Satellite images have captured the extent of the physical devastation caused by a flood in the eastern Libyan city of Derna, which claimed the lives of over 11,300 people. The flood occurred after two dams above Derna burst under the pressure of heavy rainfall from a storm on September 11. The force of the water swept away large sections of the low-lying downtown area, which were carried into the Mediterranean Sea.
Eyewitnesses reported hearing loud explosions as the dams broke, leading to a flood several meters high that cascaded down the mountainside into the city. Aerial images taken from approximately 400 miles above the Earth’s surface highlight the presence of a brown layer of mud and debris covering the entire city.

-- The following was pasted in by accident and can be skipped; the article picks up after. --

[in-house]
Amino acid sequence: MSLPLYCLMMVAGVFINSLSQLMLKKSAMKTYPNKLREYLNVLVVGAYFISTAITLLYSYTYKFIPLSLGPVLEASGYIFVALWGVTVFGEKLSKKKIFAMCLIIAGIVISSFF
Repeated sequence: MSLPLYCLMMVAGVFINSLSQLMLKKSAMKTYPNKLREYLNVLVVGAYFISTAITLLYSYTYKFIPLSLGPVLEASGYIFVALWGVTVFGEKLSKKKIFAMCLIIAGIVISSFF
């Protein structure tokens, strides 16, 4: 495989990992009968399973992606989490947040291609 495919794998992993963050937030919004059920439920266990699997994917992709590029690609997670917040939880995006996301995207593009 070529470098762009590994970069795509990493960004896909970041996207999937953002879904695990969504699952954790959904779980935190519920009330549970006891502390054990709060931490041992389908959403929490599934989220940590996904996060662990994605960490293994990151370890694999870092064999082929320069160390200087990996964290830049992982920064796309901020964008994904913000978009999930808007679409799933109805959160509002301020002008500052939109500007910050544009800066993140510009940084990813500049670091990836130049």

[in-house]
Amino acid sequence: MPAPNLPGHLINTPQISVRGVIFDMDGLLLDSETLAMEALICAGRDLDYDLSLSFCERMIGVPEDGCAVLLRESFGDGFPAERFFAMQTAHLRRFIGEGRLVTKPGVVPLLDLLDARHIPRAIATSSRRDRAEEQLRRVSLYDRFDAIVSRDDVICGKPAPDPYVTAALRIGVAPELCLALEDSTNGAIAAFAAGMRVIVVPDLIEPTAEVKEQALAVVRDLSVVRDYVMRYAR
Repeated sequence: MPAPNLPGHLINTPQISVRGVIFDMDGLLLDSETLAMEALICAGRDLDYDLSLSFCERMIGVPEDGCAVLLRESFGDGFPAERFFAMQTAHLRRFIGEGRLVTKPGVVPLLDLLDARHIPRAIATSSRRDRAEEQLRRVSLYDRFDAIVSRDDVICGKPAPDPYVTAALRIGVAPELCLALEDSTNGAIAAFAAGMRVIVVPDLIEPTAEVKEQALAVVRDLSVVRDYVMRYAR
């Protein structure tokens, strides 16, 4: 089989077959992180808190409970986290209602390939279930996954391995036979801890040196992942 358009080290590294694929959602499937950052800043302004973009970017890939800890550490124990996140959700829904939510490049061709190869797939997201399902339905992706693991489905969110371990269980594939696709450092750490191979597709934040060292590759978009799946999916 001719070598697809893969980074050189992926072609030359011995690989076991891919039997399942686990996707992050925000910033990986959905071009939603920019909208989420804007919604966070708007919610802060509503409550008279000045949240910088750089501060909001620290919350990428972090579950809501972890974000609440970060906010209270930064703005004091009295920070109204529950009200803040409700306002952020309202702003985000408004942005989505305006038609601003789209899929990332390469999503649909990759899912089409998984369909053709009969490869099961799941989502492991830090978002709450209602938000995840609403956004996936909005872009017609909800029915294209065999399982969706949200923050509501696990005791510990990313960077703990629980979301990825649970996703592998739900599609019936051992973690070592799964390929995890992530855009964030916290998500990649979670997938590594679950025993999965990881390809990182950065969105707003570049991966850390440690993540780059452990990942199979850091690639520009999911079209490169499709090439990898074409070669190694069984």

The death toll has risen significantly, with 11,300 confirmed fatalities and an additional 10,100 people reported missing. The search for survivors continues amidst the mud and debris, including overturned cars and chunks of concrete. The Libyan Red Crescent has been leading the rescue efforts.
The satellite images also reveal the extent of the damage to Derna’s shoreline and shallow waters, which have turned visibly brown due to the dirt and debris carried by the flood. Many bodies swept out to sea have returned with the tide, according to rescue workers.
The flood has led to the displacement of at least 30,000 people in Derna alone, as reported by the United Nations’ International Organization for Migration. Additionally, several thousand individuals in other eastern towns have been forced to leave their homes. Bridges and other infrastructure, particularly those near the Wadi Derna river, have been completely destroyed.
Due to the severe damage to roads, aid has only started to trickle into the city as of September 12. The recovery and rebuilding process is expected to be long and challenging.